"On a very base resource level, I’m engaging with the petrochemical industry directly. I’ve got a lot of records," she says, turning her camera to a wall of them. "But I’m being conscious of my own consumption. I’m in no way sending for anyone who releases stuff on vinyl. I’m also putting my voice and personality front and centre, and the best way to embody that is to give people a lyric sheet.

"The third way that I was looking at it was through how we value music. So often, it’s based on their physical manifestation. If you’re an artist who’s done a bunch of club singles, and then you do an album that comes on a 2xLP gatefold, there’s a legitimising that takes place there. If I decide to do a tape, that puts me in a certain world, and then if I decide to release a CD, then that’s kind of a ‘Y2K’-ish thing. There’s aesthetics that go with that. How do I put this out on my own terms?"

We come back to threads and information storage frequently in our conversation. For Sinclair, there’s a sort of communal weaving that happens within rhythmic choices. "You can take the same drum pattern and put a slightly different swing on the hi-hats, and they mean two very different things. Something as simple as your kick pattern says so much, culturally.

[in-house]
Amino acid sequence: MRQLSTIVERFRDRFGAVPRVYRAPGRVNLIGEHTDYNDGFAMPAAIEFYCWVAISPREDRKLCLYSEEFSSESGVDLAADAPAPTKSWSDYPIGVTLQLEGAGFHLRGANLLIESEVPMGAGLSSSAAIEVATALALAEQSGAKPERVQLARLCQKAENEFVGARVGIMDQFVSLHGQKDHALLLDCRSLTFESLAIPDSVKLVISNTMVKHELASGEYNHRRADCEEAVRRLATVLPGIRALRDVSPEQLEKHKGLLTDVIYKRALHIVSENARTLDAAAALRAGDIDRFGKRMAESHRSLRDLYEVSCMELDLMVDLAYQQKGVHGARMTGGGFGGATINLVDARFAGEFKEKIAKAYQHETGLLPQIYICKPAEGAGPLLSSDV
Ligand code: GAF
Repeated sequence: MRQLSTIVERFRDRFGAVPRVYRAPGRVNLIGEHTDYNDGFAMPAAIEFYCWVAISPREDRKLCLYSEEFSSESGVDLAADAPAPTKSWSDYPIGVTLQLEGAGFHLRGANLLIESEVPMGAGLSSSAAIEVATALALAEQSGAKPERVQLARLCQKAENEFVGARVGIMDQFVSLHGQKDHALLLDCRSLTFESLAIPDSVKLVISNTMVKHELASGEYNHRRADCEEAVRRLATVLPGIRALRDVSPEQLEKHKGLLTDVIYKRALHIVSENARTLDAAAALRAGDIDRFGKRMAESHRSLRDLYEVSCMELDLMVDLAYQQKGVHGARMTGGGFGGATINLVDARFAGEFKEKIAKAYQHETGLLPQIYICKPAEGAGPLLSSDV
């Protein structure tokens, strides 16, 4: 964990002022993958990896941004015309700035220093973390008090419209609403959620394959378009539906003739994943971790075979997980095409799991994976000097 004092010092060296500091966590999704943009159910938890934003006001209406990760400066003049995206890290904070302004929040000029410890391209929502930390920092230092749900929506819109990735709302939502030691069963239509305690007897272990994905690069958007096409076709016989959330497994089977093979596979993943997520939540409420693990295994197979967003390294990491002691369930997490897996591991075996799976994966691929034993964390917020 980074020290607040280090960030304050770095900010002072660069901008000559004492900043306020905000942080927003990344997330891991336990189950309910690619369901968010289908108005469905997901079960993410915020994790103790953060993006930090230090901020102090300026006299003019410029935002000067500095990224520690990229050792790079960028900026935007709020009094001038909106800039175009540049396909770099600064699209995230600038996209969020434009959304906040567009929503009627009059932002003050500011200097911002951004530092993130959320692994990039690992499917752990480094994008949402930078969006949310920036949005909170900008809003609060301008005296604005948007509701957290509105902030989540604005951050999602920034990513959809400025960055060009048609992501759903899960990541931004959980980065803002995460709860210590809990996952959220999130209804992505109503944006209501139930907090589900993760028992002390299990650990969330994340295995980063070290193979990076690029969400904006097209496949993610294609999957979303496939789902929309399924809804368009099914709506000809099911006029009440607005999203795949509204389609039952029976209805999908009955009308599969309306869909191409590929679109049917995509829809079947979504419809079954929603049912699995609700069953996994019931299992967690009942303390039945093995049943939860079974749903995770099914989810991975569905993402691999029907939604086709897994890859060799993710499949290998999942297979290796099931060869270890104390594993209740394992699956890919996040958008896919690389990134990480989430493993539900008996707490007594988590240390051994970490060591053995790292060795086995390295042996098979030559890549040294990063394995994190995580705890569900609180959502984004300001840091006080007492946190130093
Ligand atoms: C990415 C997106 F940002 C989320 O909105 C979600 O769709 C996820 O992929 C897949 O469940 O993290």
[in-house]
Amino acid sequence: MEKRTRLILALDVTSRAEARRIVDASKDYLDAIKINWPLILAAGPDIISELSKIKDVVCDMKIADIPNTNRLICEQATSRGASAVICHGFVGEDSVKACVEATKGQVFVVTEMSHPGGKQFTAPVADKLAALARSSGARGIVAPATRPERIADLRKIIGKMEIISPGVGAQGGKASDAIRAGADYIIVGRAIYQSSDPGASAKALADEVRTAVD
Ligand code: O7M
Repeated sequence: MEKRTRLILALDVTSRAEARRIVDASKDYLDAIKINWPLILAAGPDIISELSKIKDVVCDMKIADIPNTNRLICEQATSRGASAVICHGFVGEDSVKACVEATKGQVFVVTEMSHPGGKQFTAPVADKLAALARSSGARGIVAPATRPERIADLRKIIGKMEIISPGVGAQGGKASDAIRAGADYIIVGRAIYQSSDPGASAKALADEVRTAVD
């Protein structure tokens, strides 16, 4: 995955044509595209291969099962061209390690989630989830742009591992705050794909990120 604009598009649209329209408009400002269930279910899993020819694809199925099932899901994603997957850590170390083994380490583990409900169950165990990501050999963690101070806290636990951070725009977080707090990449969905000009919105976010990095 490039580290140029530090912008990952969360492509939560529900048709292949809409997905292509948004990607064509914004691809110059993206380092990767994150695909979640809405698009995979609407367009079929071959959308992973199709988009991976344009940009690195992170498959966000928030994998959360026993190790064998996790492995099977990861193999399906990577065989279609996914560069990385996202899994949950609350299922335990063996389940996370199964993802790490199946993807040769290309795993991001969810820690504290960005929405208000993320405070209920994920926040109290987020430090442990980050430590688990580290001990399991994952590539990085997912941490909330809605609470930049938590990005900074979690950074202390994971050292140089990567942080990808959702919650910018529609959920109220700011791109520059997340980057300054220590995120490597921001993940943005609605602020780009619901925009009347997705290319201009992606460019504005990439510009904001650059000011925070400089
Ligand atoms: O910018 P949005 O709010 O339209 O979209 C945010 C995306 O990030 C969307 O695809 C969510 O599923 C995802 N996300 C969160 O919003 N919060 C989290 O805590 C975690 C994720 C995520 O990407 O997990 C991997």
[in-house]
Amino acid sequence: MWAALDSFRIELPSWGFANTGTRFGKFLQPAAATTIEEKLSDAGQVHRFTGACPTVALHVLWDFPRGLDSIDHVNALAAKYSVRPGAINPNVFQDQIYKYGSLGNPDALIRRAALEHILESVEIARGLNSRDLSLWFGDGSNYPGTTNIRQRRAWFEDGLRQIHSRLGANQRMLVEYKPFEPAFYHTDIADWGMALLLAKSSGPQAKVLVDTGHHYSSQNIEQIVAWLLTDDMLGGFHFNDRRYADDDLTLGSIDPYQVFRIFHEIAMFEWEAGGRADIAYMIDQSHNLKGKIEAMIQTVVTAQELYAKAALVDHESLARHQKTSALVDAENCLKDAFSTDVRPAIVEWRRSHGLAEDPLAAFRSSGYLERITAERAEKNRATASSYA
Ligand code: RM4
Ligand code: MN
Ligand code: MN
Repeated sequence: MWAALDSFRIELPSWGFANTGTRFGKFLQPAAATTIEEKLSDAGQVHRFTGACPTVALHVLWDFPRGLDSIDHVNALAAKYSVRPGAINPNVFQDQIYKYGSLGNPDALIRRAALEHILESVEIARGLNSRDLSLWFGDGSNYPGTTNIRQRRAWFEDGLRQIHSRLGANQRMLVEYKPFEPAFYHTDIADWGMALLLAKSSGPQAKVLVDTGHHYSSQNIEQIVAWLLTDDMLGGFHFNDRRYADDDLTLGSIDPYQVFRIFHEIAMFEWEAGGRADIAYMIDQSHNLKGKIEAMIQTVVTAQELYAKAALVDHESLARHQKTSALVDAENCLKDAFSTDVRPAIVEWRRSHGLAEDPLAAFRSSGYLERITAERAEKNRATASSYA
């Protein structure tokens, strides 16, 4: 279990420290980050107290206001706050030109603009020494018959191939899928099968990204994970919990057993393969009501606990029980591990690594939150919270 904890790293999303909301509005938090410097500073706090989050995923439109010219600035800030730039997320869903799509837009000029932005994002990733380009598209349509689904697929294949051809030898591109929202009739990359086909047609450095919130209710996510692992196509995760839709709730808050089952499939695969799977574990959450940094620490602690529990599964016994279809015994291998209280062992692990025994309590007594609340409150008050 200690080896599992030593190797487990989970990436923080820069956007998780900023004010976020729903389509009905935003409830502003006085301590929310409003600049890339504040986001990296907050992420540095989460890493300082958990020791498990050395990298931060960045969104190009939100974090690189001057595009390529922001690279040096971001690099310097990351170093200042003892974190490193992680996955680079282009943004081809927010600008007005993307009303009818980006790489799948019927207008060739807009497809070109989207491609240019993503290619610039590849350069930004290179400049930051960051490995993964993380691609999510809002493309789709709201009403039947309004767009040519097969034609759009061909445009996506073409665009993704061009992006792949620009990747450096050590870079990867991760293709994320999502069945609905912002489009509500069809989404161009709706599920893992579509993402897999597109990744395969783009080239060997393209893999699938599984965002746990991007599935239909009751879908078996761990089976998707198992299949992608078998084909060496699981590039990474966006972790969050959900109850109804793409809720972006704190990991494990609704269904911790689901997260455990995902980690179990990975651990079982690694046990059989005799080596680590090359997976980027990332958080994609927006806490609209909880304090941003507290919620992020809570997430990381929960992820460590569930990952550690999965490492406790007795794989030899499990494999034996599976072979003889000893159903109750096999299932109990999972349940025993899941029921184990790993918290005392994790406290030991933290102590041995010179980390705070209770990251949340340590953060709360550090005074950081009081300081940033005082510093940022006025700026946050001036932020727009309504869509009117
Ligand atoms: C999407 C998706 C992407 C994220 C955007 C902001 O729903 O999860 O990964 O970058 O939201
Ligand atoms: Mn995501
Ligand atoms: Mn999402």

Photo by Dorothy Dee

"This phraseology that we have for music all has a very traceable language. That’s why you find these commonalities between very disparate pieces of music.

"When you sample the ‘Think’ break – the six second ‘Yeah!’ and the ‘Woo!’ – you’re getting four different instrumentalists, the engineer that positioned the microphones, the mixdown engineer, anyone who’s had anything to do with distributing it… and then you’re having the full cultural legacy of that break in the wider context of music, and you’re dropping that into a tune.

"On the one hand, it’s totally flattened, because there’s a moment before it becomes intellectualised where it’s just purely affective. And then there’s all this cultural signifier stuff, all these people’s experiences. Sometimes I think about that and I get a bit dizzy."